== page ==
Most of us view vehicles as a way to get from Point A to Point B while forgetting about the simple, pure joy of driving. However, that’s what the Mazda MX-5 does – put the joy back into the everyday driving experience. The all-new Mazda MX-5 now gives potential buyers the option of the 2.0L petrol engine for both the Roadster and Roadster GT models. Over the past few weeks, we have tested both the 1.5L Roadster GT automatic ($44,028*) and 2.0L Roadster manual ($38,363*) variants and hopefully can help shed some light on the question most MX-5’s buyers have right now – “which option suits me best”?
The whole philosophy behind the creation of the MX-5 is to develop a car that provides true driving pleasure. The 1.5L petrol engine produces 96kW of power at 7,000rpm and 150Nm of torque @ 4,800rpm. The 2.0L petrol engine produces 118kW of power at 6,000rpm and 200Nm of torque @ 4,600rpm.While these numbers may seem small on paper, what you need to remember is that the Mazda MX-5 weighs next to nothing (just over 1,000kg for all variants) and therefore this translates into a zippy drive. The Mazda MX-5 is in its happy place when being pushed around bends and corners, staying perfectly balanced and providing a bit of a fun ‘go-kart’ feeling for the driver thanks to its rear-drive configuration. No doubt my pick is the 2.0L engine that is unsurprisingly livelier – however that’s not to say the 1.5L isn’t more than adequate – it is – it’s just clearly in comparison the larger engine comes out on top.
Our 1.5L automatic test vehicle averaged around 7.5L/100km – slightly higher than the advertised rate. Yet our 2.0L manual variant came in lower – at 6.4L/100km. The more powerful engine and ability to match the gears yourself meant we weren’t pushing the vehicle as hard. The road noise is inevitable being so low to the ground and the wind noise with the soft top is also noticeable – however for most potential buyers this will be appealing – being more connected with the driving experience. I just wouldn’t recommend long portions on the freeway! The six-speed automatic gearbox provides quick and smooth gear-shifts and switching it into Sports mode allows you a little extra control in holding the gears and using the paddle shifters. The pick of the bunch with a little sports car such as this is clearly the six-speed manual – which truly is a joy to drive with a fantastic clutch and shift combination that is communicative and easy. You also feel a lot cooler – which is always a bonus!
The word to describe the Mazda MX-5 driving experience is: fun. There is tactile feedback through the steering wheel, a low centre of gravity which makes it impossible to upset on just about any corner and a real thrill as you shift through the gears on the manual variant. I describe it as feeling like you’re driving a go-kart everywhere. Mazda describes this feeling as Jinba-ittai – a Japanese phrase meaning ‘one-ness’ between the driver and vehicle. I think we can see who has the more sophisticated expression.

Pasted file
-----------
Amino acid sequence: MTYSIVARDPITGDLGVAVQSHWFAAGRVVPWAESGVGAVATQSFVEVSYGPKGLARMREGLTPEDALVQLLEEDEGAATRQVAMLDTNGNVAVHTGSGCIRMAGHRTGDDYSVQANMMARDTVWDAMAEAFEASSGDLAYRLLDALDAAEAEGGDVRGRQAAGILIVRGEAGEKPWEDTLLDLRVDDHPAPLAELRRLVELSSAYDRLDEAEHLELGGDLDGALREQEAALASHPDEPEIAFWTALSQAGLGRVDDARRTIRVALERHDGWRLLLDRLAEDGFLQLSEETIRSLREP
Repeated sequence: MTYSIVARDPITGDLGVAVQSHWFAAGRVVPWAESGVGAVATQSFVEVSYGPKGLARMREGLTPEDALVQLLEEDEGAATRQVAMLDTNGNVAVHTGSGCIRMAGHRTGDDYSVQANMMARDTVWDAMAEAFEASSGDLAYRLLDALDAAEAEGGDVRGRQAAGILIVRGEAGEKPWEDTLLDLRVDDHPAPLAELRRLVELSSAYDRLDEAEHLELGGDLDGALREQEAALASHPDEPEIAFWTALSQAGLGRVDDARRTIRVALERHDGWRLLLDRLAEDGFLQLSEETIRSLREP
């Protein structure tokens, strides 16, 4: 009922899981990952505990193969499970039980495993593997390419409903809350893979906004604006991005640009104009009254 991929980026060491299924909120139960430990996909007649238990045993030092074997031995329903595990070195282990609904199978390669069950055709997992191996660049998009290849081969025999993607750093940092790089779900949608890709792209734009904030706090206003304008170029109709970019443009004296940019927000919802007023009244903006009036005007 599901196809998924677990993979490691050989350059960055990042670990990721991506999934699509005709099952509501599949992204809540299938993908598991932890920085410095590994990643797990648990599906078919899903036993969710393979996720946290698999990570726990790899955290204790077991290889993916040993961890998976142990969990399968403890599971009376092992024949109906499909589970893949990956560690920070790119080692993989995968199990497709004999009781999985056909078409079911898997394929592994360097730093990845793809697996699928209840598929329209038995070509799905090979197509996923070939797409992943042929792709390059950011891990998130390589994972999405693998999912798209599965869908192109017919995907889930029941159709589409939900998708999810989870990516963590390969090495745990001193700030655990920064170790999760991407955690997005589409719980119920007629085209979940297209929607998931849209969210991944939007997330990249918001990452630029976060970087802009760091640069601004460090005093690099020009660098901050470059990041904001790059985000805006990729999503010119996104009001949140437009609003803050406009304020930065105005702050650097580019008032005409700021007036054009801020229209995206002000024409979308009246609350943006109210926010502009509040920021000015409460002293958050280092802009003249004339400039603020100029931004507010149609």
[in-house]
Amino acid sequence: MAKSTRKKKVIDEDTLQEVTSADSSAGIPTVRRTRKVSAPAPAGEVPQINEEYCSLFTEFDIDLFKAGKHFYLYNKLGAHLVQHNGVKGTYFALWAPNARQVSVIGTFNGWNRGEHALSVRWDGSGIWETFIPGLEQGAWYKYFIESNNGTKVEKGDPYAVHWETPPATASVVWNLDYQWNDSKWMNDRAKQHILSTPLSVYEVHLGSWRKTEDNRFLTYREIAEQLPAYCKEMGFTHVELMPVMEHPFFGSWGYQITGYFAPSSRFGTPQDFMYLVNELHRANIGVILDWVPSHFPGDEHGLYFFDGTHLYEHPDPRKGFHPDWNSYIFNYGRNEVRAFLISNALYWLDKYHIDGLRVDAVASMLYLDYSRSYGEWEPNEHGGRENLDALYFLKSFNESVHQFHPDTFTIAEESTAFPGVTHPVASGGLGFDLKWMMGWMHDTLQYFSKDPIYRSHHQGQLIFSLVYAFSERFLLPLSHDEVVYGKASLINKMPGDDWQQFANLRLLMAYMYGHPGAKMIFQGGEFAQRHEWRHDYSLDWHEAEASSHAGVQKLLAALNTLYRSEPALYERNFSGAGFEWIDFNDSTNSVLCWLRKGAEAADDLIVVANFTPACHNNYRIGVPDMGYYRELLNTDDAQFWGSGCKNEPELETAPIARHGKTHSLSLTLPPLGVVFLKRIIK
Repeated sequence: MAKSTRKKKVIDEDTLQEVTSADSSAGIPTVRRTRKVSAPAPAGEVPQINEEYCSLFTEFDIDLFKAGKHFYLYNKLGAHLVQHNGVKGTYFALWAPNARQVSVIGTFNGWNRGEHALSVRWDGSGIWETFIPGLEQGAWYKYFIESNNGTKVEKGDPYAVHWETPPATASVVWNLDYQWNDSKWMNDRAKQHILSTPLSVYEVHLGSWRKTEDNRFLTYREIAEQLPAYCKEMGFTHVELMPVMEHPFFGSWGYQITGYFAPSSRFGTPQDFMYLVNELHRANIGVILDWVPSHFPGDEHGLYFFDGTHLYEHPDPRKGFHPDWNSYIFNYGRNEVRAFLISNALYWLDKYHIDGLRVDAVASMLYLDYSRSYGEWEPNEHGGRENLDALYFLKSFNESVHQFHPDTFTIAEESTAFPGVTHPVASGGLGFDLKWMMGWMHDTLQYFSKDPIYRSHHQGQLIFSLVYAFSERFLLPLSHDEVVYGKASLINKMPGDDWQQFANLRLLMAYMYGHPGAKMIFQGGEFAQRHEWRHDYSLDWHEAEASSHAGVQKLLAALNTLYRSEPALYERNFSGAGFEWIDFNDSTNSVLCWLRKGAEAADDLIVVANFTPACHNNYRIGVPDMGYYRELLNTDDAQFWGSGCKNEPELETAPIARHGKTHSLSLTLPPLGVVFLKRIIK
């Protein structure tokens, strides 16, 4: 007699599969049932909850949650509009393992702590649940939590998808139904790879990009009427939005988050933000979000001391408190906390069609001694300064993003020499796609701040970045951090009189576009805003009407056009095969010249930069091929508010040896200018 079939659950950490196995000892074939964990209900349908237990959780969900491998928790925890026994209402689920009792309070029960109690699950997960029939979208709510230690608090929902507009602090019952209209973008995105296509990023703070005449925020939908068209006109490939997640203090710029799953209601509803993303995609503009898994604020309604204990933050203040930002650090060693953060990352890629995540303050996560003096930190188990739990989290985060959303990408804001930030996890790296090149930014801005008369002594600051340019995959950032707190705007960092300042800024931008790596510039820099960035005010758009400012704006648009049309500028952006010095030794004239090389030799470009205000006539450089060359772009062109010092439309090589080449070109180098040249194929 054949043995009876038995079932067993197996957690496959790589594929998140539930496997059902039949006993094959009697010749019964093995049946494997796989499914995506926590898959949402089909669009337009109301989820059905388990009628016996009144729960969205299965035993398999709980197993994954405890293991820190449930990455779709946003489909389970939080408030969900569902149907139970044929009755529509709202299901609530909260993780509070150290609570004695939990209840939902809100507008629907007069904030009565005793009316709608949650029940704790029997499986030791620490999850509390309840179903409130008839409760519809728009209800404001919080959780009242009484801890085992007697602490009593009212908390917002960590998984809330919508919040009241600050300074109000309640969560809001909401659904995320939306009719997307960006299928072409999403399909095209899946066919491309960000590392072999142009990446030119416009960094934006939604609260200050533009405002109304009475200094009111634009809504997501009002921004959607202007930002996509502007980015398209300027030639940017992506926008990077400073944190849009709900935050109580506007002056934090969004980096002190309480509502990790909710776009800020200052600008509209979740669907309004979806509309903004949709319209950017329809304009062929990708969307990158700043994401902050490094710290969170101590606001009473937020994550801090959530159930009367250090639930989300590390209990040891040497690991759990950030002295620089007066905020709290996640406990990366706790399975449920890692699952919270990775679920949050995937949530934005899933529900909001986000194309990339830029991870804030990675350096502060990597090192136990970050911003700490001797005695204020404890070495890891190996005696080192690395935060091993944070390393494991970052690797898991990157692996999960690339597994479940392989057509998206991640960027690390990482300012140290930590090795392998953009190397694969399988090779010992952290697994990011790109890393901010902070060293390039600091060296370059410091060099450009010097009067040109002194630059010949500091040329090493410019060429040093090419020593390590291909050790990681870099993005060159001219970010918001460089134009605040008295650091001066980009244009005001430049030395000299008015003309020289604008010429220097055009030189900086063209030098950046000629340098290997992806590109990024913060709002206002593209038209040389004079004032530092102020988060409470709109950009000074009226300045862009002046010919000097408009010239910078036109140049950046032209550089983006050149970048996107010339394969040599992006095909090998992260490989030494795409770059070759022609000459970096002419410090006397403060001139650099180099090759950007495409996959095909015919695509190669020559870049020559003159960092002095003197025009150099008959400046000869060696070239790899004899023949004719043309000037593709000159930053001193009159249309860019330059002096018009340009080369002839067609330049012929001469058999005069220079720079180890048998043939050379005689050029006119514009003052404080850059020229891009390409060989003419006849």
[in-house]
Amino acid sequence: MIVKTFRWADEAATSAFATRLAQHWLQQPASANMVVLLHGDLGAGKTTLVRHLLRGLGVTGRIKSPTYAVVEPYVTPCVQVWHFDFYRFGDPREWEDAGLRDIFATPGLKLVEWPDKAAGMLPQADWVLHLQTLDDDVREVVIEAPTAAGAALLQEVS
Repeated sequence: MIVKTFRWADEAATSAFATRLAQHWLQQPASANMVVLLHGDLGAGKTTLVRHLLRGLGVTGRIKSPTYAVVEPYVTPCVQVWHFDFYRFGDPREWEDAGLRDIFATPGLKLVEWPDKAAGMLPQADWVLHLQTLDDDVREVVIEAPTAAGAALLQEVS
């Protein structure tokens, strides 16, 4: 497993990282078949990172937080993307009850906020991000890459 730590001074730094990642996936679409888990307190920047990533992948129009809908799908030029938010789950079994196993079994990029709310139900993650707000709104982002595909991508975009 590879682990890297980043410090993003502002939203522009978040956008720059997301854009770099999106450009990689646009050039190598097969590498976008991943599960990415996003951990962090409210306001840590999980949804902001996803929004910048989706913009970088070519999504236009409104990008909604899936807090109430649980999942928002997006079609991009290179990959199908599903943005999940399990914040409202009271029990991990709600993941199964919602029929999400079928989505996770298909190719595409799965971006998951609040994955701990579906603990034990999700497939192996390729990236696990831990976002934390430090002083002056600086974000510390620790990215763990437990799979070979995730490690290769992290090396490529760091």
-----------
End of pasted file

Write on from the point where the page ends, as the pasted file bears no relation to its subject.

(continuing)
There have been some compromises with the interior design due to practicality – most noticeably with the thin, hard plastic sun-visors. I understand the need for this compromise, but that doesn’t make them anymore visually appealing or tactile. What hasn’t been compromised is interior storage – with a large, deep storage box between the seats. Both variants have push-button start but only the Roadster GT gets the keyless entry function. In similar fashion it is only the Roadster GT that gets climate control as a function of the air-conditioning, the auto-dimming function on the rear-view mirror, rain-sensing windscreen wipers, heated external mirrors, automatic headlights and heated leather seats.
Both variants we tested had the 7” colour touchscreen infotainment system that’s equipped with Satellite Navigation, but it does not have a reverse camera. Now this is something I think is vital – because visibility over your shoulder and out the back is rather limited, especially since the B-pillar morphs directly into the roof with no little window creating a rather annoying blind spot. Even some rear parking sensors wouldn’t have gone astray. Back to the infotainment system however, both our 1.5L Roadster GT and 2.0L Roadster feature AUX/USB input, AM/FM radio, Bluetooth connectivity, app integration with Pandora, Stitcher and Aha, a Premium Bose 9 speaker system on the Roadster GT and the simple 6 speaker system in the Roadster. What the Mazda MX-5 has over the likes of the Toyota 86 is that the steering wheel has all the controls you need to ensure the vehicle is not only providing an authentic driving experience, but is practical for everyday use – answering the phone, changing the radio station etc.
The all-new Mazda MX-5 is clearly popular for a reason with the experts agreeing – making it the first vehicle to ever be awarded both the 2016 World Car of the Year and World Car Design of the Year. As for which of the four variants is the best option – it really is a personal choice – however for me the 2.0L Roadster GT manual is the one I would want sitting in my driveway!
*prices are drive away for postcode 2000 and are subject to change